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How to Raise Non-Entitled Children

When your kids are young, oftentimes they tend to believe that everything should be handed out to them. 

In today’s world, many things are accessible to your children right at their fingertips, and having parents who do everything for them doesn’t necessarily help. However, this isn’t good for their future success in the world of business and legacy building. 

Why is it important for you to have non-entitled children?

This is a question that many parents find themselves pondering when their kids start to get older and specifically learn about the concept of money. When we do too much for our kids or allow them to have everything they need immediately, we’re actually robbing them of developing their own skills and practice necessary to be competent when they’re on their own.  

How do I teach my kids that money should be earned, and not handed out?

In the video above, Gaye Christiansen explains how she became accustomed to working hard growing up on a dairy farm. And while it felt “tough”, she really valued the work ethic it instilled in her as a child:

“You know, it was, it was tough. But now that I look back, I am so grateful that we had that opportunity because it taught me that if you need something, you can figure out a way to get it, you can go work a little harder, you can go find a job, you can, you know, go sell, pixie sticks, or whatever it is.”

It turned her and her siblings into productive people who would go out into the world and create a life for themselves. Not only did it influence productivity, but it also left them the lesson on being resilient, no matter what life throws their way. 

That’s what we want for our children isn’t it?

When it comes to raising children, it’s like a continuous cycle; we are the result of how we are raised, and we continue to pass these values to our children. 

We see it more and more in our society today, where entitled children don’t think they should have to work for the privilege to acquire what they want or need — they often ask themselves “why should I work if I can get everything handed to me?” 

How would you feel if you found out your children were asking themselves that same question?

As Gaye Christiansen points out:

“Life isn’t that way, it doesn’t just get handed to you.”

As parents, it’s our responsibility to teach our kids that as they get older, Mom is not always going to be there to do laundry, or Dad is not going to always be there to make dinner. It’s so important that they understand what they need to do to progress their life forward. These things are not going to be done for them.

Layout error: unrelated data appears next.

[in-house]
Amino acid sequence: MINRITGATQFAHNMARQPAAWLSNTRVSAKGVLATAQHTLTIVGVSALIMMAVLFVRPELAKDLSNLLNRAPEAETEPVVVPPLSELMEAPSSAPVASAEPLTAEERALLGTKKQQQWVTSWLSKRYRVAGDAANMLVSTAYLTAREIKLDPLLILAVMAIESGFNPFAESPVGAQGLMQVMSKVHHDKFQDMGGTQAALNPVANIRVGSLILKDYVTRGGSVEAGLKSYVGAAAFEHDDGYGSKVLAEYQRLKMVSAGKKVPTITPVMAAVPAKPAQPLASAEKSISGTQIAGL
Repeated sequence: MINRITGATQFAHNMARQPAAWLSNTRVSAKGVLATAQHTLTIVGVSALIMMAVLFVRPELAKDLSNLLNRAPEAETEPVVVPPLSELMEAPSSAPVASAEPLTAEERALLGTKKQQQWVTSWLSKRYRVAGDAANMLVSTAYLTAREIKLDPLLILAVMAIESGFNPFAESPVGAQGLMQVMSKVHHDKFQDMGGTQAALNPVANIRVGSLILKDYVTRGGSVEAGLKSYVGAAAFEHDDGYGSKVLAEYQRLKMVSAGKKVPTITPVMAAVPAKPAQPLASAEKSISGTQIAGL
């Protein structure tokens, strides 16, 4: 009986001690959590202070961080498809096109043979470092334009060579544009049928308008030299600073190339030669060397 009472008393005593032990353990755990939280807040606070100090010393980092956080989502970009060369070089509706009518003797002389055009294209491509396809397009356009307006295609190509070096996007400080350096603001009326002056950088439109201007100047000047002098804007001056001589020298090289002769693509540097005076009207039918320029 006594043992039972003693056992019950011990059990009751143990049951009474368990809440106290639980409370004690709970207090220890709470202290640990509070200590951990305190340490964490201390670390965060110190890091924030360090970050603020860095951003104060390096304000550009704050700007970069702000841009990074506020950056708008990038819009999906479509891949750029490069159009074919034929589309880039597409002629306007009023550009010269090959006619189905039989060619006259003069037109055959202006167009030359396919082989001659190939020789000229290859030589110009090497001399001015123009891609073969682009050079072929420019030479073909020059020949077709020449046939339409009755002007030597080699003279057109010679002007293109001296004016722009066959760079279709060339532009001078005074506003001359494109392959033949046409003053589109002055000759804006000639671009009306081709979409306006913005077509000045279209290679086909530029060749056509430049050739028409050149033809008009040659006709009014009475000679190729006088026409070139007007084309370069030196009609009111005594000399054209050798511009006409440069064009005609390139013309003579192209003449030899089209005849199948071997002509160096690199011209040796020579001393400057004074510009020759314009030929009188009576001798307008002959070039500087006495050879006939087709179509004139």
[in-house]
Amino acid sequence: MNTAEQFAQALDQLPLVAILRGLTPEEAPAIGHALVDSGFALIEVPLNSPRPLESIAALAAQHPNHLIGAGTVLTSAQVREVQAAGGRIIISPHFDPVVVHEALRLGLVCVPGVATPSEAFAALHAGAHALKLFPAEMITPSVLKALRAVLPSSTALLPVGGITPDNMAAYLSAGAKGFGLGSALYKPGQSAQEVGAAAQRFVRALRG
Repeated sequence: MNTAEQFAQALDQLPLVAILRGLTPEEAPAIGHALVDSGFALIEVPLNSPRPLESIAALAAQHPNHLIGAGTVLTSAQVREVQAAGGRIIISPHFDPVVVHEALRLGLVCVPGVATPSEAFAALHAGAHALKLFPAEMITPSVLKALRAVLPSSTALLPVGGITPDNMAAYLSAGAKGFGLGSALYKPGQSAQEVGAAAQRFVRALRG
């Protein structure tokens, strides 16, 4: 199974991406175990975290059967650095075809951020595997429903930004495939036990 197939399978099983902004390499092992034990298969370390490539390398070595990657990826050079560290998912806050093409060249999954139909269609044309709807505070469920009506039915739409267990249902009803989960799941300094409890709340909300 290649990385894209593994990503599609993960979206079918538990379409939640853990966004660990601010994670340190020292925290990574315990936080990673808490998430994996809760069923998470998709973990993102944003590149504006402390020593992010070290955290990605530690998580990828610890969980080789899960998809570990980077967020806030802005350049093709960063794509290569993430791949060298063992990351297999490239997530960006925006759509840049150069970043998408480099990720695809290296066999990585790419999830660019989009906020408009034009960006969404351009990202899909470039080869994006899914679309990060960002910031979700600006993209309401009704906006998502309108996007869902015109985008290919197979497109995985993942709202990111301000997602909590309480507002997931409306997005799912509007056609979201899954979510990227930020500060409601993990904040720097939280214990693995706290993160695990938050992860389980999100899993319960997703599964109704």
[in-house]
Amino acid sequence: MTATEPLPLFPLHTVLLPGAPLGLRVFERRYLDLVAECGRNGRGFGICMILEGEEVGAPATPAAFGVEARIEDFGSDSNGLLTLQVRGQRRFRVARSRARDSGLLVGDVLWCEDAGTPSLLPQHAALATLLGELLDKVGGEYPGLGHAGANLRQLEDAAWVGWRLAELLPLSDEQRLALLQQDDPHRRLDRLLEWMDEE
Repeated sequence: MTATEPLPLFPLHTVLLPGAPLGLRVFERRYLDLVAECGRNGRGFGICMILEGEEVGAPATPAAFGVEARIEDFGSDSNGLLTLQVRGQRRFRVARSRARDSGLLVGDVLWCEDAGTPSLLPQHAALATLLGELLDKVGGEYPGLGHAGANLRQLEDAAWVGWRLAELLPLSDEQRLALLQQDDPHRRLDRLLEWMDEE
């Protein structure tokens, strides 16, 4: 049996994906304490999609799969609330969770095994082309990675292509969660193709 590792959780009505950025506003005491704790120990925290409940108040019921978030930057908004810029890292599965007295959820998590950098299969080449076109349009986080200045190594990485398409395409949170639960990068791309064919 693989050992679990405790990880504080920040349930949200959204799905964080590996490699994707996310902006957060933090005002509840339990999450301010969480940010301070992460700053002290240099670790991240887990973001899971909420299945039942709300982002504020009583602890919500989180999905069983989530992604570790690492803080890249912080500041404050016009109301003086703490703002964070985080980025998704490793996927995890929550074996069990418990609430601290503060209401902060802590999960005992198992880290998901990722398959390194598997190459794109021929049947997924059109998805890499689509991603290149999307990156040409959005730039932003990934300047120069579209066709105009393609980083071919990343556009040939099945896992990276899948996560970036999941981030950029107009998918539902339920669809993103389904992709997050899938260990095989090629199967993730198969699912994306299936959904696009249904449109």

They need to learn independence and the meaning of “hard work pays off”. 

To start practicing the values of raising non-entitled children, here are some simple tips you can use to instill the values of humility, appreciation, unassuming children to be proud of:

1. Teach your children to do chores around the house – menial tasks around the house will show your kids that they need to earn their keep in the household.

2. Set up a savings account for each child and have them put away money every month – this teaches them the value of money when they’re young.

3. Encourage your kids to give their old clothes, toys, or other items that are no longer being used to charity instead of throwing them out – sharing is caring! If they’re no longer using it, another family may find value in it. 

4. Give your children an allowance for doing well in school – this incentivizes them to stay motivated and focused with positive reinforcement.

5. Let your kids know that they can’t always get what they want – if you say “no” once in a while, it’s not the end of the world – there’s a difference between wants and needs. If you say “yes” to everything, this is the number one ingredient for entitled children.

6. Praise your children when they’ve done something good without expecting anything in return – this will instill them to do good deeds unconsciously. Before you know it they’ll be doing good deeds, right, front and center.

Now, we know it’s easier said than done. Raising kids who are non-entitled is blatantly TOUGH. 

However, think about it this way: raising non-entitled kids is more about teaching them that life isn’t always fair and there will be setbacks, but they don’t have to let it define them or how they interact with others in the world. 

If you want some tips on raising non-entitled kids, this article has a few good ideas for starting conversations around these topics at home with your children. What do you think? Do any of these sound like something you’ve done before in order to raise empowered and independent children? Comment below!

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